A trade union representing Twitter workers in the UK has written to the social media giant expressing its concerns over Elon Musk’s restructuring of the company.
The billionaire Tesla owner sacked half of Twitter’s 7,500 global workforce a week after taking over the company, ended remote working and set an ultimatum for remaining staff to agree to longer, more intense working patterns or leave.
The approach has sparked further resignations inside the beleaguered tech giant and now there are concerns Twitter does not have enough skilled engineers in place to keep the platform online – and some departed staff have already been asked to return.
On Friday it emerged that Twitter had closed its offices to workers until Monday amid the turmoil while many users are sharing links to alternative platforms they plan to use should the site be knocked offline by the ongoing uncertainty.
Trade union Prospect, which says it represents a third of Twitter’s UK workforce, has now written to the company raising its concerns about the treatment of the firm’s staff, how its redundancy consultation process will work and has asked for a meeting with Twitter to discuss them.
Mike Clancy, general secretary of Prospect, said: “We are deeply concerned by further reports of the treatment of Twitter employees.
“From removal of remote working, demanding commitment to long hours and unsustainable working practices, and now locking employees out of their offices, we will not let these makings of a digital P&O pass unchecked.
“We are urgently seeking a meeting with Twitter UK Ltd to discuss how it will manage its collective redundancy consultation, ensure a fair and transparent process, and meet its duty of care and legal obligations to employees, including those with particular needs.
“Prospect will continue to do everything we can to support our members at Twitter.
“Big tech barons are not above the law and we will hold Twitter to legal account where possible.”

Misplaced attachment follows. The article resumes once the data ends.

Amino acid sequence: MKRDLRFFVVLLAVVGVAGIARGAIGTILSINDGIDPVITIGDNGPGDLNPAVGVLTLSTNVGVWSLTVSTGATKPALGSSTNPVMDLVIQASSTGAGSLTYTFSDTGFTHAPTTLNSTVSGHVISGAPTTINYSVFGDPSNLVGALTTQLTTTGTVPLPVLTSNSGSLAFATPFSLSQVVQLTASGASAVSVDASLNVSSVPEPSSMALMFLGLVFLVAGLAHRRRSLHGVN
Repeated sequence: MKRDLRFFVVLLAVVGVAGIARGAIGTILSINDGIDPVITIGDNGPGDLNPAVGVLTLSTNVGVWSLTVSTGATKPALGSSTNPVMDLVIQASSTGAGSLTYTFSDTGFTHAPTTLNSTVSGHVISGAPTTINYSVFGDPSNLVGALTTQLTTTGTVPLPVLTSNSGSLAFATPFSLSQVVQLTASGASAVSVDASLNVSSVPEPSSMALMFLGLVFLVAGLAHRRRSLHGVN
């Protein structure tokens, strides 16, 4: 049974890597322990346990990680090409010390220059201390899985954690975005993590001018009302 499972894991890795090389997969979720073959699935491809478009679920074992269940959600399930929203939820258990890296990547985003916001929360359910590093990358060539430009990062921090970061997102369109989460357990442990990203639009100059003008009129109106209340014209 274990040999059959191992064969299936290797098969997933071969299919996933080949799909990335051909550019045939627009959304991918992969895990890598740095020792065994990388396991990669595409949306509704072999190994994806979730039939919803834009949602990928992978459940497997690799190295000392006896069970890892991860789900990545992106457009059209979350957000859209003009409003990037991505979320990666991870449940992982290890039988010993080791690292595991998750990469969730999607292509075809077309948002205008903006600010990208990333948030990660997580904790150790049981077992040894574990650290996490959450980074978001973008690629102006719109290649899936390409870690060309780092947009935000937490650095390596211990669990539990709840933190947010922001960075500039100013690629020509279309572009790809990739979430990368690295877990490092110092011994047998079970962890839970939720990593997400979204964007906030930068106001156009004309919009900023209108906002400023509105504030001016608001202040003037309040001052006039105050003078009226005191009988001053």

The intervention comes after hundreds of workers are said to have rejected an ultimatum from Mr Musk to sign up for longer, more intense working hours in order to build a new “hardcore” Twitter, with those who did not sign up told they would be let go.
The Twitter boss had sent an email to staff on Wednesday asking them to click “yes” on a form to confirm they would stay at the company under his new rules, with those who did not by Thursday evening given three months’ severance pay.
The number of staff choosing to leave appears to have surprised Mr Musk and his team, but when responding to a Twitter user on the issue, he said: “The best people are staying, so I’m not super worried.”
The billionaire has now back-pedaled on his insistence that everyone work from the office – his initial rejection of remote work had alienated many employees who survived the first round of lay-offs.
He softened his earlier tone in an email to employees, writing that “all that is required for approval is that your manager takes responsibility for ensuring you are making an excellent contribution”.
Workers would also be expected to have “in-person meetings with your colleagues on a reasonable cadence, ideally weekly, but not less than once per month”.
As well as cutting half of the company’s full-time staff since taking over, Mr Musk has also removed an untold number of contractors responsible for content moderation and other crucial efforts.
Many have now taken to Twitter to say their goodbyes to colleagues while there are reports of hundreds of staff confirming in private message channels that they are leaving.
As a result, concerns have been raised that the platform could struggle to stay online as large numbers of people tasked with its maintenance leave the company and that any issues that arise could take longer to fix without key engineers in place to handle such problems.
#RIPTwitter and #GoodbyeTwitter have been trending on the platform as users also consider leaving the site and some have begun pointing followers to their accounts on other platforms.
Social media expert Matt Navarra told the PA news agency that the chances of Twitter being knocked offline have “dramatically increased” in the past 24 hours because of the latest exodus.
He said he believes any imminent blackout is unlikely because certain locks prevent changes to the platform’s base code while Mr Musk reorganises the firm.
“There’s a code freeze in place and Twitter is kind of running on autopilot at the moment with its IT systems, and that a strategic move by Elon Musk to protect the stability of the platform while he figures out the next move,” Mr Navarra said.